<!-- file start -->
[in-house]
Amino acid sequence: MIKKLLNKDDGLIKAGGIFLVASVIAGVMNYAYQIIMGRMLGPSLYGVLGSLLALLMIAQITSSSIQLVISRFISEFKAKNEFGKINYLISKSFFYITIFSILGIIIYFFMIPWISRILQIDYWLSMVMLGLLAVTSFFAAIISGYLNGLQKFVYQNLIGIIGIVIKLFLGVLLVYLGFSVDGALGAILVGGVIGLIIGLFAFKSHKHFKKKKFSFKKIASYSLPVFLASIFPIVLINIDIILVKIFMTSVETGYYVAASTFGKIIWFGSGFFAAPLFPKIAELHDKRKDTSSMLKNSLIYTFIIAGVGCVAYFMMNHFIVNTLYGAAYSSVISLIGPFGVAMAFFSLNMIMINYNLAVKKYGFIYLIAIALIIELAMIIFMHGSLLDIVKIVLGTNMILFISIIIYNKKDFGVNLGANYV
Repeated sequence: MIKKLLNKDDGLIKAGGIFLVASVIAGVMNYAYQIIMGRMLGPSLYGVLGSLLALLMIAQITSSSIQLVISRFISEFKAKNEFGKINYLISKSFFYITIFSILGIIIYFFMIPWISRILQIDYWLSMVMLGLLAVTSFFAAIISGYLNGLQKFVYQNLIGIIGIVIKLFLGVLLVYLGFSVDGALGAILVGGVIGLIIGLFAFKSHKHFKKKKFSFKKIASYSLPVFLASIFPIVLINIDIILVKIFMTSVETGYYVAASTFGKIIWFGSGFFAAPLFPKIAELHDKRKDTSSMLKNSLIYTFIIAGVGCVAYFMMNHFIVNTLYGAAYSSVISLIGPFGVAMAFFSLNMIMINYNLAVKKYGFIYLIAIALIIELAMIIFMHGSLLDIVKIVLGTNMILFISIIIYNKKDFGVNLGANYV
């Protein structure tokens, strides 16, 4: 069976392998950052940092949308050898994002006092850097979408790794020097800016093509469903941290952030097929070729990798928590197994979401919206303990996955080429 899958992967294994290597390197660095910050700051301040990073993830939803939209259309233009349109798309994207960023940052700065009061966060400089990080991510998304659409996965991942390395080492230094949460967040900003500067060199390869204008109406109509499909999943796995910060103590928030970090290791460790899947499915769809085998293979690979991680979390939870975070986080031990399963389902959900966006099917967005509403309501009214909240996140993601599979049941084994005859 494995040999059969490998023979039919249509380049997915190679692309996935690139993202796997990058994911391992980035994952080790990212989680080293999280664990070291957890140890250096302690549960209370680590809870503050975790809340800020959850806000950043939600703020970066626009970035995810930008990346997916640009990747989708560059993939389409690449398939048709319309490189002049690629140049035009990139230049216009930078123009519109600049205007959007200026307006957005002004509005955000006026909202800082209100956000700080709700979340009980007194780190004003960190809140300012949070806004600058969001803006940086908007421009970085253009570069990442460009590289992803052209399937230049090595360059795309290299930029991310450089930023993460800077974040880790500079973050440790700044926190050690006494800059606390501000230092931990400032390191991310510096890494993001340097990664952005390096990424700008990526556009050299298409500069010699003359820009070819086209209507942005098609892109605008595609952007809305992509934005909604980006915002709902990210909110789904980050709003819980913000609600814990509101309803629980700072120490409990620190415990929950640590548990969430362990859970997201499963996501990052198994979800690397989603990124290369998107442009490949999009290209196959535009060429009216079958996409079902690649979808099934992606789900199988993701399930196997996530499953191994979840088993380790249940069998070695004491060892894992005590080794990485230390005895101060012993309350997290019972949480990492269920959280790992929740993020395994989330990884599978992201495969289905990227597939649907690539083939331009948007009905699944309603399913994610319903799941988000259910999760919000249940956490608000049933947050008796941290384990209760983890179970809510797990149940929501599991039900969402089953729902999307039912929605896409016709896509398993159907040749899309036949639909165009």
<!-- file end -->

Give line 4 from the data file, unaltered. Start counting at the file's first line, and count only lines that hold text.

């Protein structure tokens, strides 16, 4: 069976392998950052940092949308050898994002006092850097979408790794020097800016093509469903941290952030097929070729990798928590197994979401919206303990996955080429 899958992967294994290597390197660095910050700051301040990073993830939803939209259309233009349109798309994207960023940052700065009061966060400089990080991510998304659409996965991942390395080492230094949460967040900003500067060199390869204008109406109509499909999943796995910060103590928030970090290791460790899947499915769809085998293979690979991680979390939870975070986080031990399963389902959900966006099917967005509403309501009214909240996140993601599979049941084994005859 494995040999059969490998023979039919249509380049997915190679692309996935690139993202796997990058994911391992980035994952080790990212989680080293999280664990070291957890140890250096302690549960209370680590809870503050975790809340800020959850806000950043939600703020970066626009970035995810930008990346997916640009990747989708560059993939389409690449398939048709319309490189002049690629140049035009990139230049216009930078123009519109600049205007959007200026307006957005002004509005955000006026909202800082209100956000700080709700979340009980007194780190004003960190809140300012949070806004600058969001803006940086908007421009970085253009570069990442460009590289992803052209399937230049090595360059795309290299930029991310450089930023993460800077974040880790500079973050440790700044926190050690006494800059606390501000230092931990400032390191991310510096890494993001340097990664952005390096990424700008990526556009050299298409500069010699003359820009070819086209209507942005098609892109605008595609952007809305992509934005909604980006915002709902990210909110789904980050709003819980913000609600814990509101309803629980700072120490409990620190415990929950640590548990969430362990859970997201499963996501990052198994979800690397989603990124290369998107442009490949999009290209196959535009060429009216079958996409079902690649979808099934992606789900199988993701399930196997996530499953191994979840088993380790249940069998070695004491060892894992005590080794990485230390005895101060012993309350997290019972949480990492269920959280790992929740993020395994989330990884599978992201495969289905990227597939649907690539083939331009948007009905699944309603399913994610319903799941988000259910999760919000249940956490608000049933947050008796941290384990209760983890179970809510797990149940929501599991039900969402089953729902999307039912929605896409016709896509398993159907040749899309036949639909165009």